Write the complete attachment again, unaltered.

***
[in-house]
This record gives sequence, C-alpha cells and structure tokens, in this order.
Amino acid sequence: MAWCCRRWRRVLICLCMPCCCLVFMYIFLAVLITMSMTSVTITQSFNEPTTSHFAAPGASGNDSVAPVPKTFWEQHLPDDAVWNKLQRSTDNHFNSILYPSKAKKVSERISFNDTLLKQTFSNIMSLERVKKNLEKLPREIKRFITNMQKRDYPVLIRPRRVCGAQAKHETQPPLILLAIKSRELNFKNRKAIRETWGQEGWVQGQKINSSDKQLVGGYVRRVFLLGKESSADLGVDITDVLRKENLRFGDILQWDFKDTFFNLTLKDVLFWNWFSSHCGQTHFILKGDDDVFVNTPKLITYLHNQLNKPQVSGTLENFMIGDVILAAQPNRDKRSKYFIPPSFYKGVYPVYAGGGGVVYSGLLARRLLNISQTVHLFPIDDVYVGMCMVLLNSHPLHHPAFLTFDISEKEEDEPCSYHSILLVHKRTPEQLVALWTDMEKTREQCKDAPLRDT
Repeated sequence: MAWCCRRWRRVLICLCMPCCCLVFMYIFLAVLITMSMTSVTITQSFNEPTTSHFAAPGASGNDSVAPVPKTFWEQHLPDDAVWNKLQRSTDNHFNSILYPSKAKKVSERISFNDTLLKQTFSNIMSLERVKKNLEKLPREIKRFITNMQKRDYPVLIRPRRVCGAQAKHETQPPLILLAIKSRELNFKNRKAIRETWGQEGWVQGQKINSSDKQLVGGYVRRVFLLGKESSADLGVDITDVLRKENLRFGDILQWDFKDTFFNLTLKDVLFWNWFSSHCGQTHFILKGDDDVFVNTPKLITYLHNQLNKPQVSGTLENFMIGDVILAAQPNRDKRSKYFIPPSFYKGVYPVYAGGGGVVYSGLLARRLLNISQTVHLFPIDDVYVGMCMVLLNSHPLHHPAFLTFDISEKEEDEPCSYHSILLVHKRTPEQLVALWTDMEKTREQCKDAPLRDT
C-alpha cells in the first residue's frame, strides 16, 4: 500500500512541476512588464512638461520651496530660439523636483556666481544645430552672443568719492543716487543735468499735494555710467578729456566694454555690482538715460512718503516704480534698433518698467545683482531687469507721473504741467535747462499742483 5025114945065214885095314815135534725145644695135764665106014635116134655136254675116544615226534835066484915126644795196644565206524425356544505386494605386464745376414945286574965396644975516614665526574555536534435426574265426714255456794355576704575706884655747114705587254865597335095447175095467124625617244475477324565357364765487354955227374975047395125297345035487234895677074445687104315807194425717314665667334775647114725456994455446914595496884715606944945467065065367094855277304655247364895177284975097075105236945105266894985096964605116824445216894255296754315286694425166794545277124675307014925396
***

[in-house]
This record gives sequence, C-alpha cells and structure tokens, in this order.
Amino acid sequence: MAWCCRRWRRVLICLCMPCCCLVFMYIFLAVLITMSMTSVTITQSFNEPTTSHFAAPGASGNDSVAPVPKTFWEQHLPDDAVWNKLQRSTDNHFNSILYPSKAKKVSERISFNDTLLKQTFSNIMSLERVKKNLEKLPREIKRFITNMQKRDYPVLIRPRRVCGAQAKHETQPPLILLAIKSRELNFKNRKAIRETWGQEGWVQGQKINSSDKQLVGGYVRRVFLLGKESSADLGVDITDVLRKENLRFGDILQWDFKDTFFNLTLKDVLFWNWFSSHCGQTHFILKGDDDVFVNTPKLITYLHNQLNKPQVSGTLENFMIGDVILAAQPNRDKRSKYFIPPSFYKGVYPVYAGGGGVVYSGLLARRLLNISQTVHLFPIDDVYVGMCMVLLNSHPLHHPAFLTFDISEKEEDEPCSYHSILLVHKRTPEQLVALWTDMEKTREQCKDAPLRDT
Repeated sequence: MAWCCRRWRRVLICLCMPCCCLVFMYIFLAVLITMSMTSVTITQSFNEPTTSHFAAPGASGNDSVAPVPKTFWEQHLPDDAVWNKLQRSTDNHFNSILYPSKAKKVSERISFNDTLLKQTFSNIMSLERVKKNLEKLPREIKRFITNMQKRDYPVLIRPRRVCGAQAKHETQPPLILLAIKSRELNFKNRKAIRETWGQEGWVQGQKINSSDKQLVGGYVRRVFLLGKESSADLGVDITDVLRKENLRFGDILQWDFKDTFFNLTLKDVLFWNWFSSHCGQTHFILKGDDDVFVNTPKLITYLHNQLNKPQVSGTLENFMIGDVILAAQPNRDKRSKYFIPPSFYKGVYPVYAGGGGVVYSGLLARRLLNISQTVHLFPIDDVYVGMCMVLLNSHPLHHPAFLTFDISEKEEDEPCSYHSILLVHKRTPEQLVALWTDMEKTREQCKDAPLRDT
C-alpha cells in the first residue's frame, strides 16, 4: 500500500512541476512588464512638461520651496530660439523636483556666481544645430552672443568719492543716487543735468499735494555710467578729456566694454555690482538715460512718503516704480534698433518698467545683482531687469507721473504741467535747462499742483 5025114945065214885095314815135534725145644695135764665106014635116134655136254675116544615226534835066484915126644795196644565206524425356544505386494605386464745376414945286574965396644975516614665526574555536534435426574265426714255456794355576704575706884655747114705587254865597335095447175095467124625617244475477324565357364765487354955227374975047395125297345035487234895677074445687104315807194425717314665667334775647114725456994455446914595496884715606944945467065065367094855277304655247364895177284975097075105236945105266894985096964605116824445216894255296754315286694425166794545277124675307014925396